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‘three nights’ plays no role in the rabbinic arguments, and that the rabbis seem to understand the expressions ‘three days’ and ‘on the third day’ as virtual equivalents. It is these two components of the Jonah tradition, namely Jonah’s miraculous deliverance and the limitation of his sojourn in the belly of the fish to three days, that appear to have induced Matthew to quote Jonah 2:1 as a pattern for Jesus’ death and resurrection. Matthew’s choice of this quotation betrays his familiarity with Jewish interpretative traditions, all of which regard Jonah’s sojourn in the belly of the fish as the most important aspect of the story. But Matthew’s choice of Jonah 2:1 as an explanation of the mysterious sign of Jonah also indicates that the third-day motif had been accepted generally in early Christianity as a pointer to Jesus’ resurrection and subsequently acquired a life of its own. Edwards astutely asks, ‘If his [Matthew’s] point were that both Jonah and Jesus were dead, why stress the three days and why repeat it in the statement about Jesus? It was only when the three-day tradition had become an integral part of the passion tradition that such a quotation could have been chosen.’45 It is also important to note that Matthew’s interpretation of Jonah’s miraculous deliverance from the belly of the fish as an analogy of Jesus’ resurrection, although a secondary development of both the sign of Jonah and the third-day motif, incorporates an aspect of early Christian exegesis that surfaces in the earliest traditions, namely the link between Jesus’ resurrection and his messiahship. In Matthew 12, the demand for a sign appears in a context that is dominated by the question of Jesus’ messianic identity. The controversy between Jesus and the Pharisees begins when the latter deny that Jesus is the Son of David by accusing him of casting out demons with the help of Beelzebul (vv.22-24). Jesus’ reply in vv.25-37, which is uninterrupted by his adversaries, constitutes an exhaustive answer to the initial question, ‘Can this be the Son of David?’ (v.23). The second part of the dialogue begins in v.38, where some of the scribes and Pharisees continue their polemic against Jesus’ messianic identity by demanding of him a sign. By stating that the sign of Jonah will be the only one given to this generation, Jesus in fact declares that his resurrection will be the sole authentication of his messianic identity.46 Paradoxically, v.41 suggests that this sign will defy its apparent purpose because this generation will be condemned by the people of Nineveh for failing to recognize it.47 The negative reaction of Jesus’ adversaries is also accentuated in the plot of the narrative. Matthew is the only gospel 45. Edwards, The Sign of Jonah, 99. 46. According to Lehman (Auferweckt am dritten Tag, 169), Matt 12:40 shows ‘daß die Auferstehung aus dem Tode die wirkliche Beglaubigung der Messianität Jesu darstellt’. 47. The same accusation is repeated in v.42 with regard to the queen of the South and Solomon. Only the indictment by the people of Nineveh, however, is related thematically to the sign of Jonah.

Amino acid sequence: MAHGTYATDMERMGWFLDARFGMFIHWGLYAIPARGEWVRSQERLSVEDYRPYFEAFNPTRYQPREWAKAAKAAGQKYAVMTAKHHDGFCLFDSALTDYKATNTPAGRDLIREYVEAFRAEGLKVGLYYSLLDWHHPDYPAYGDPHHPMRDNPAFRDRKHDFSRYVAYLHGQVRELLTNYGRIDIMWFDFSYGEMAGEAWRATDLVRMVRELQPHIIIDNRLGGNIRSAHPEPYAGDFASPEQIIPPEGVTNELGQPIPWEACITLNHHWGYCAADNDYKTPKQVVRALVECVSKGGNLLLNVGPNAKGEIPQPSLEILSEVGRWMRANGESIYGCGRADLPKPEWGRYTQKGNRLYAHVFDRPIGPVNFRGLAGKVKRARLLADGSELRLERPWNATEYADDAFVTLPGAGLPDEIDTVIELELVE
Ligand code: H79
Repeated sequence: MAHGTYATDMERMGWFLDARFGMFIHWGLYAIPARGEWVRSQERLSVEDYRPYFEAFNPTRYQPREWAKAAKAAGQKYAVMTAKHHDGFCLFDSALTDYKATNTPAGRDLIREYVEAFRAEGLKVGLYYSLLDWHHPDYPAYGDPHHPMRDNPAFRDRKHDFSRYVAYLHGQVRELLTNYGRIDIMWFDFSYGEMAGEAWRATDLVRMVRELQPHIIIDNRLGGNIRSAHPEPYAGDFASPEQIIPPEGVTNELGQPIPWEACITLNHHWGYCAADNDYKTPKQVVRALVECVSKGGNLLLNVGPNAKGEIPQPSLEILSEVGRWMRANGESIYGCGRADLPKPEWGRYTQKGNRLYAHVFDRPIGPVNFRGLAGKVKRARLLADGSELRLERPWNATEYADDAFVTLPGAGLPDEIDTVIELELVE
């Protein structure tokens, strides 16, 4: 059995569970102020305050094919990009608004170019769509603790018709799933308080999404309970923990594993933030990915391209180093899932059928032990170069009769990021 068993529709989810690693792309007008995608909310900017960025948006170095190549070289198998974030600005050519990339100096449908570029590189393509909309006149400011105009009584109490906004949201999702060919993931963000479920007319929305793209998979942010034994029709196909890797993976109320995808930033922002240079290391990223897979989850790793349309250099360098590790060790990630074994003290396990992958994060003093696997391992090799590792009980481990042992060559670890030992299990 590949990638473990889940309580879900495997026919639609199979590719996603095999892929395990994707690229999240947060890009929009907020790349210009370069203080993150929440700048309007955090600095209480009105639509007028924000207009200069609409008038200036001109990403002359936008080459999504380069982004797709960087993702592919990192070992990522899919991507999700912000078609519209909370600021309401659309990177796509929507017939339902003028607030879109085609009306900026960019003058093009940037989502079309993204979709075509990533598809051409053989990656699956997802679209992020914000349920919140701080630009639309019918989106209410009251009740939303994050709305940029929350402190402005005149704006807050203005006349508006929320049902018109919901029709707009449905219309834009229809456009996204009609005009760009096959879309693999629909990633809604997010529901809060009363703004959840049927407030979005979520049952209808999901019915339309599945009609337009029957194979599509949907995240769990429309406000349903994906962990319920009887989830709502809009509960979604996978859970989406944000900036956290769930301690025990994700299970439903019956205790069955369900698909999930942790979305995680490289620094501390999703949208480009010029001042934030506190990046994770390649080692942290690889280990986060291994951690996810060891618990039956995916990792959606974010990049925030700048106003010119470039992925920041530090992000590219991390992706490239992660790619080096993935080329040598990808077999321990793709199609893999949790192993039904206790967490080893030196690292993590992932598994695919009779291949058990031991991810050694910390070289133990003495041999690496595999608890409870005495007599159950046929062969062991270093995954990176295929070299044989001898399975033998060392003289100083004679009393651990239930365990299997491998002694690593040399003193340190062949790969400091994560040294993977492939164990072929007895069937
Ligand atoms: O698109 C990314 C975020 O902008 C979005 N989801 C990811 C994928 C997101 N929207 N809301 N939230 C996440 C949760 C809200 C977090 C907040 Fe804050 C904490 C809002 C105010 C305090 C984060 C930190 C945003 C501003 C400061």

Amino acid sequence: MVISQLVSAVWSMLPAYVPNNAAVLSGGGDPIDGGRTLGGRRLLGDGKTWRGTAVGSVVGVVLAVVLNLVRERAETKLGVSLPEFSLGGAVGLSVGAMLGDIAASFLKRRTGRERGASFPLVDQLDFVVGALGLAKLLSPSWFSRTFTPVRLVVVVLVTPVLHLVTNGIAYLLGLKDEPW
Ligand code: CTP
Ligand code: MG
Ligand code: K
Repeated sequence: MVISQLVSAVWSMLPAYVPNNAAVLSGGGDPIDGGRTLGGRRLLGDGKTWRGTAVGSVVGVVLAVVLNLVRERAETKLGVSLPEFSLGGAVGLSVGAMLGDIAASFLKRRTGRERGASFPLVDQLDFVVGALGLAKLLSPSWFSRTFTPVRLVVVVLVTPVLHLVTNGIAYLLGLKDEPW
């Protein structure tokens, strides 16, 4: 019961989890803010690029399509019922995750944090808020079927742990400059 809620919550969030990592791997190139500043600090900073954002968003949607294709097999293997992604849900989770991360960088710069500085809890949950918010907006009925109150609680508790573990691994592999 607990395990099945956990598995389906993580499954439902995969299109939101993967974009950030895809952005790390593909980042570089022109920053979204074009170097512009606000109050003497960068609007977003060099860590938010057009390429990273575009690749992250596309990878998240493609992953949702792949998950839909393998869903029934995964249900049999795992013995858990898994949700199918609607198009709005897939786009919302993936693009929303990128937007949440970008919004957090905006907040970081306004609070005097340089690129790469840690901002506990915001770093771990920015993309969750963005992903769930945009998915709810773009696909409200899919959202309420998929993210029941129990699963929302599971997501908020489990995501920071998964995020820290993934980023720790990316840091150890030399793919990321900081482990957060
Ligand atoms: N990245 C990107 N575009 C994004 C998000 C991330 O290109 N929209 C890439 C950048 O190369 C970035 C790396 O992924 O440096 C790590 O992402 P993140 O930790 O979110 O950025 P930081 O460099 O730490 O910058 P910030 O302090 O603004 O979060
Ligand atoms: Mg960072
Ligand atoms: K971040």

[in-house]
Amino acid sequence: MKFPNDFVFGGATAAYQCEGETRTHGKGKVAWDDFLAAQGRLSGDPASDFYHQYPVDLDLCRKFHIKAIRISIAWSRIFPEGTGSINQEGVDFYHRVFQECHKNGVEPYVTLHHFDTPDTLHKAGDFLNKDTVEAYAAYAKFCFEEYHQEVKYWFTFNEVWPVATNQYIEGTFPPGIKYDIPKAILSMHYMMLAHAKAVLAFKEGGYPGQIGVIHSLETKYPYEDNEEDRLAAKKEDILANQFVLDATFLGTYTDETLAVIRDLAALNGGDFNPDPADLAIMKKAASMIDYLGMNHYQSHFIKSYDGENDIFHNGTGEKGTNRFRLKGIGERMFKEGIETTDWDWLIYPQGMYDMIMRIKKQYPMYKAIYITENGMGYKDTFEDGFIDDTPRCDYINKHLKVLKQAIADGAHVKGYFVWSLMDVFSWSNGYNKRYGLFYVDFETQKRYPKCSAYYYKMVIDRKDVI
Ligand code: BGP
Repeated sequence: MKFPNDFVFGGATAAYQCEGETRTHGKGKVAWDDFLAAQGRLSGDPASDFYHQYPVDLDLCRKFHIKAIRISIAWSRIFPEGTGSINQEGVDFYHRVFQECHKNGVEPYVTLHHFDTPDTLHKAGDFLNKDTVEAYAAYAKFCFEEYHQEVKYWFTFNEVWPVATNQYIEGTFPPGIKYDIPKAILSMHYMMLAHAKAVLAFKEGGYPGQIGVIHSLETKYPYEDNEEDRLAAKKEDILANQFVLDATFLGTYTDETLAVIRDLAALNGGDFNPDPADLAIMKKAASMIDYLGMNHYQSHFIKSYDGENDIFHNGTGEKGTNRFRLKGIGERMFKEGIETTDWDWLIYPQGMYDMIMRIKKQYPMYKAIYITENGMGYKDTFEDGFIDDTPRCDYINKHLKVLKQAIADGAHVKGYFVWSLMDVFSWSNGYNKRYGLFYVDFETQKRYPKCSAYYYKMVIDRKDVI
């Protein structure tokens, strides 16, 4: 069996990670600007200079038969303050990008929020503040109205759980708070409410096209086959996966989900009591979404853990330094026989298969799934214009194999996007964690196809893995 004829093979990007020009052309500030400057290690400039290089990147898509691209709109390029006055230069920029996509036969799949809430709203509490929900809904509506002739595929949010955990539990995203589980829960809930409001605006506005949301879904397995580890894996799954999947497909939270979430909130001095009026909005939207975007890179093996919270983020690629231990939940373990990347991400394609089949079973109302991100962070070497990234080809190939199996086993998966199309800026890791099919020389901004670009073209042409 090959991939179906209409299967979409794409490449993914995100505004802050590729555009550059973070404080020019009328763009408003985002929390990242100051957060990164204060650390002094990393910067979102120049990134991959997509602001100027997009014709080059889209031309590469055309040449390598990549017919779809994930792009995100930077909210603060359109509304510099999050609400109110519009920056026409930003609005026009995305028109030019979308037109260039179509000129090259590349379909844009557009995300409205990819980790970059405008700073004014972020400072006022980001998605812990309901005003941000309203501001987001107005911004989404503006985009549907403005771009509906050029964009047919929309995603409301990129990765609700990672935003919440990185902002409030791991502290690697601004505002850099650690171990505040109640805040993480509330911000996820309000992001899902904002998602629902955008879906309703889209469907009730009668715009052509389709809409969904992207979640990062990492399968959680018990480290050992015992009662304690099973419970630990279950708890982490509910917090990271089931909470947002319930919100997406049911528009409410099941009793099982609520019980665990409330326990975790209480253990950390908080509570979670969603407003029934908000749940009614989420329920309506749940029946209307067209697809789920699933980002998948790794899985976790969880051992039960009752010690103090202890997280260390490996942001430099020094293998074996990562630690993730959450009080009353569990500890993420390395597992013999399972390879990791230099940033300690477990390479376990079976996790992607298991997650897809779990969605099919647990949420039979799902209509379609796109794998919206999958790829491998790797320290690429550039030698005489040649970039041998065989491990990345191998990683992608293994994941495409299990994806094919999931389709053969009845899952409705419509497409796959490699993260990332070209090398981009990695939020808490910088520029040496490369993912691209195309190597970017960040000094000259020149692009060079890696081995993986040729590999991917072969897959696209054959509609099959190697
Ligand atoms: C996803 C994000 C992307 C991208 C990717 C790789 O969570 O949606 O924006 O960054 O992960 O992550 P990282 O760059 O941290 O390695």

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that offers any information about the reaction of Jesus’ opponents to the report of his resurrection from the dead. In 28:11-15, Matthew narrates that ‘some of the guard went into the city and told the chief priests everything that had happened’ (v.11). The chief priests and the elders, however, bribed the soldiers to spread lies about the theft of Jesus’ body. Matthew closes this conspiracy account with the comment, ‘And this story is still told among the Jews to this day’ (v.15). This statement expresses Matthew’s conviction that ‘this generation’ has indeed received the sign of Jonah but has deliberately refused to acknowledge it as such.48